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Displaying push notifications on a website or in a web application is a great way to interact with users. Push notifications tell users about important events, offer them customized content, and allow them to interact with an application in one click. However, since there’s a wide selection of push notification tools, it may be challenging to choose the right one.

The majority of push notification services are paid, offering free plans only for a limited number of subscribers and for limited functionality. This is why, in this article, we discuss the Google Firebase platform that allows you to configure push notifications for free without limits.

You can use this article as a step by step guide to adding web push notifications to your web application using Firebase.

Contents:

What are push notifications and how do they work?

   Tools for enabling push notifications in a web application

Adding push notifications to a web application

   Step 1: Create a firebase project

   Step 2: Create a service worker

   Step 3: Set messaging subscriptions

   Step 4: Send notifications

Conclusion

What are push notifications and how do they work?

Push notifications pop up on a user’s screen after being pushed from a server. In contrast to traditional notifications, push notifications get displayed even when the target application is running in the background.

Push notifications allow you to establish communication between your application’s server and a website or your client in real time without needing to reload the web page. For instance, push notifications can help users receive customized content and opt in to timely updates by simply clicking on a pop-up window.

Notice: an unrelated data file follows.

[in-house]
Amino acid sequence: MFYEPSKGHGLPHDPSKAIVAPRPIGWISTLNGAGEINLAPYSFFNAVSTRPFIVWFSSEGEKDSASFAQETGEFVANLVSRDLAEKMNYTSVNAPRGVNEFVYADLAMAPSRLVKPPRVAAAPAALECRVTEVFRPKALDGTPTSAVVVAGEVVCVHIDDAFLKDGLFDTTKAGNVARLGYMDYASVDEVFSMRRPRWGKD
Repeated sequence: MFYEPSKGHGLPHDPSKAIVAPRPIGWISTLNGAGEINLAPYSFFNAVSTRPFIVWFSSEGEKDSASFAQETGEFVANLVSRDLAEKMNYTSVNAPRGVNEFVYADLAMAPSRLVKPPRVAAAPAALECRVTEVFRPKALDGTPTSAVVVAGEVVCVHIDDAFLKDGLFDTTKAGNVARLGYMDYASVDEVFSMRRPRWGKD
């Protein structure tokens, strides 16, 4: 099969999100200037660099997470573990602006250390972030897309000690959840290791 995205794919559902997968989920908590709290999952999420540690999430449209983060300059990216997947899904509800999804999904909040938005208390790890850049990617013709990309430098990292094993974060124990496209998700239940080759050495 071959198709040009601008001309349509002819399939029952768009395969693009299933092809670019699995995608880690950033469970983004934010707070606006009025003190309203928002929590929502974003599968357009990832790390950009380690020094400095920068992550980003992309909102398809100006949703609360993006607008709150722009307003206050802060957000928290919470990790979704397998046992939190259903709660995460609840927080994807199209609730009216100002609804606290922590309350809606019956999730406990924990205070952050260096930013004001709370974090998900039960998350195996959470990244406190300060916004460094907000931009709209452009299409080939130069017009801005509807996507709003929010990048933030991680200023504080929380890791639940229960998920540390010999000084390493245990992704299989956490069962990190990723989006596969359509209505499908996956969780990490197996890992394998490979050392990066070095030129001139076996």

example of a push notification

Example of a push notification

Modern web applications and websites should enable push technology, since it allows you to:

  • Alert users about important events like upcoming sales or updates
  • Remind users about abandoned carts in online shops or offer discount codes
  • Quickly receive confirmation of users’ actions
  • Display clickable icons and texts
  • Enable users to interact with your site or app without going back to it
why implement push notifications in a web application

Let’s take a look at the push notification workflow.

When a web application is launched, a client’s user interface (UI) sends a request containing user data to the message server. The message server then saves all necessary user data in its database, generates a session ID token for the user, and sends this token to the client’s UI, which in turn sends the token to the application backend. The web application’s back end will use the token to send notifications to the user.

push notification workflow

Push notification workflow

  1. The UI sends a registration request to the message server.
  2. The message server returns a response with a unique token (session ID).
  3. The UI shares the token with the application’s back end.
  4. The back end can raise a notification event anytime it wants using the token by calling the message server notification endpoint. The message server will then push new events to the client UI.

Tools for enabling push notifications in a web application

There are a lot of tools for configuring push notifications for web applications. The most popular are: